“The harms caused by large-scale, industrial animal farming are global in nature and felt beyond those who consume meat and dairy. Climate change does not recognize borders and neither do drug-resistant infectious diseases.”

The effects of factory farming represent a large and growing contribution to the global disease burden. In the face of these health challenges, reducing production and minimising its harm will be essential to securing the future of global health.

The open letter, initiated by Scott Weathers and Sophie Hermanns, will be delivered to the newly nominated WHO Director General next month. It has garnered signatures from Bill McKibben, Mark Bittman, Marion Nestle, Peter Singer, Noam Chomsky, and others, and is a call for action on factory farming:

  • We call on academics and researchers to apply their energy to document and publicize the harms of industrial animal farming to human, animal, and planetary health.
  • We call on all candidates for the WHO-Director General position to publicly acknowledge the harm that industrial animal farming inflicts on global health. The next Director General should take necessary steps to limit the expansion of industrial animal farming and encourage dietary recommendations that reduce meat consumption.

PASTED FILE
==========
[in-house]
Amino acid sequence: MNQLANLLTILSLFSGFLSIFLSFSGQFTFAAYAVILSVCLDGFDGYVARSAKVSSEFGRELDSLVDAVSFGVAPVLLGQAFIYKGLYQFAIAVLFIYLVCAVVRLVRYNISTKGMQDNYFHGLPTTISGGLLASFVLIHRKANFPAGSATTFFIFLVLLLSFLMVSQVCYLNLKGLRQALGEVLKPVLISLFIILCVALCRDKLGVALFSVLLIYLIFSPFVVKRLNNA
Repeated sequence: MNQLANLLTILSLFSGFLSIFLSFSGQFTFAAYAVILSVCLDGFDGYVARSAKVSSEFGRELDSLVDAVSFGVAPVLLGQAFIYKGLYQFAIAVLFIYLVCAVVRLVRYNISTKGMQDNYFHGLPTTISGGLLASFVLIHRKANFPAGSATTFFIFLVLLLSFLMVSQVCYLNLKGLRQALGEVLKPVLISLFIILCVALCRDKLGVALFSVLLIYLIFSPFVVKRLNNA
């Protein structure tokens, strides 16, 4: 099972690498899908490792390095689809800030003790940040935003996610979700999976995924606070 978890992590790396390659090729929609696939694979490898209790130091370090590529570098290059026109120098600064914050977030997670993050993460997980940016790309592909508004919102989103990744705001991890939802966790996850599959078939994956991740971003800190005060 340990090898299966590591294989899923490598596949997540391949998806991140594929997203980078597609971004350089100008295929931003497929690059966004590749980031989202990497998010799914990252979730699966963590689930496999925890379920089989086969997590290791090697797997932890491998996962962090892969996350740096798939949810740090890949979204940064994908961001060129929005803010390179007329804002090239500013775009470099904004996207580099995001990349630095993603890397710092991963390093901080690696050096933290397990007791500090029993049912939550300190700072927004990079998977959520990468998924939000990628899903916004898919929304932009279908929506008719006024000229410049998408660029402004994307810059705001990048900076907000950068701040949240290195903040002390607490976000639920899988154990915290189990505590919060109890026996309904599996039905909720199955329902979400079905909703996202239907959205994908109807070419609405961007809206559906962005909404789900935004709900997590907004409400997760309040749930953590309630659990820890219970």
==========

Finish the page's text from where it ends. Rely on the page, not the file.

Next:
• Finally, we call on the next WHO-Director General to provide global leadership to support the developing world in finding sustainable alternatives to the rapid growth of industrial animal farming and help shift us toward farming methods that protect public health and the environment.

The WHO has already made significant progress in tackling global public health challenges such as infectious disease, motor vehicle safety, and tobacco and sugar consumption. It is time for it to step up action on factory farming—the threats are too great to ignore.

Read the Open Letter here.

Francis Vergunst and Patrick Birkl

Francis Vergunst is a postdoctoral researcher in developmental public health at University of Montreal. Patrick Birkl is a PhD student in animal behavior and welfare at University of Guelph.